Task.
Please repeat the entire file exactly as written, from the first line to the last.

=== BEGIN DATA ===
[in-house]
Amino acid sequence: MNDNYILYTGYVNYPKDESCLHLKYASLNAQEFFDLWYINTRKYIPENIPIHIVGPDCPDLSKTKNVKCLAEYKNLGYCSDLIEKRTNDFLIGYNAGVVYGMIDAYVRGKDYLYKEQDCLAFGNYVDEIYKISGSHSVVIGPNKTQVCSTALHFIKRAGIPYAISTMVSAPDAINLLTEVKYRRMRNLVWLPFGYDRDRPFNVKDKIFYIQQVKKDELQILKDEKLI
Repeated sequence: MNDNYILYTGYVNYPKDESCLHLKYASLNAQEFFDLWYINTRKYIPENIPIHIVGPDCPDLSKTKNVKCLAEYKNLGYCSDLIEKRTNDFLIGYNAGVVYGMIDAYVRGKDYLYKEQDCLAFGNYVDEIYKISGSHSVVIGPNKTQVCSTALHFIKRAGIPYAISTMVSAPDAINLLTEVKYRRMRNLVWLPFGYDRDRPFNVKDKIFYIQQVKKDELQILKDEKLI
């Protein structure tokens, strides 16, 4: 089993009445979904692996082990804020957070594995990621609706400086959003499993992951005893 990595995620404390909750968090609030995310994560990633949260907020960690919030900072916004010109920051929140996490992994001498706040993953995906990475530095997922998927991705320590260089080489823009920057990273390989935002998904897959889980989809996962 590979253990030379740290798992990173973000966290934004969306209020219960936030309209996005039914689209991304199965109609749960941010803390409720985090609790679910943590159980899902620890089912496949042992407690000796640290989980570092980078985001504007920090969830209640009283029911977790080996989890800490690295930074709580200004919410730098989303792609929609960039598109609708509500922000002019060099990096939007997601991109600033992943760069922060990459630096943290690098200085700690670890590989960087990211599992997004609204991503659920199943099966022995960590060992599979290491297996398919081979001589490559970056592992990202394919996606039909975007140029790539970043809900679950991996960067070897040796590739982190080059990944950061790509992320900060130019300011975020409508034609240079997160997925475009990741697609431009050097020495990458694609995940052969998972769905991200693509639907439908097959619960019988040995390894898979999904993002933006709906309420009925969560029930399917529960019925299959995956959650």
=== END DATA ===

[in-house]
Amino acid sequence: MNDNYILYTGYVNYPKDESCLHLKYASLNAQEFFDLWYINTRKYIPENIPIHIVGPDCPDLSKTKNVKCLAEYKNLGYCSDLIEKRTNDFLIGYNAGVVYGMIDAYVRGKDYLYKEQDCLAFGNYVDEIYKISGSHSVVIGPNKTQVCSTALHFIKRAGIPYAISTMVSAPDAINLLTEVKYRRMRNLVWLPFGYDRDRPFNVKDKIFYIQQVKKDELQILKDEKLI
Repeated sequence: MNDNYILYTGYVNYPKDESCLHLKYASLNAQEFFDLWYINTRKYIPENIPIHIVGPDCPDLSKTKNVKCLAEYKNLGYCSDLIEKRTNDFLIGYNAGVVYGMIDAYVRGKDYLYKEQDCLAFGNYVDEIYKISGSHSVVIGPNKTQVCSTALHFIKRAGIPYAISTMVSAPDAINLLTEVKYRRMRNLVWLPFGYDRDRPFNVKDKIFYIQQVKKDELQILKDEKLI
């Protein structure tokens, strides 16, 4: 089993009445979904692996082990804020957070594995990621609706400086959003499993992951005893 990595995620404390909750968090609030995310994560990633949260907020960690919030900072916004010109920051929140996490992994001498706040993953995906990475530095997922998927991705320590260089080489823009920057990273390989935002998904897959889980989809996962 590979253990030379740290798992990173973000966290934004969306209020219960936030309209996005039914689209991304199965109609749960941010803390409720985090609790679910943590159980899902620890089912496949042992407690000796640290989980570092980078985001504007920090969830209640009283029911977790080996989890800490690295930074709580200004919410730098989303792609929609960039598109609708509500922000002019060099990096939007997601991109600033992943760069922060990459630096943290690098200085700690670890590989960087990211599992997004609204991503659920199943099966022995960590060992599979290491297996398919081979001589490559970056592992990202394919996606039909975007140029790539970043809900679950991996960067070897040796590739982190080059990944950061790509992320900060130019300011975020409508034609240079997160997925475009990741697609431009050097020495990458694609995940052969998972769905991200693509639907439908097959619960019988040995390894898979999904993002933006709906309420009925969560029930399917529960019925299959995956959650």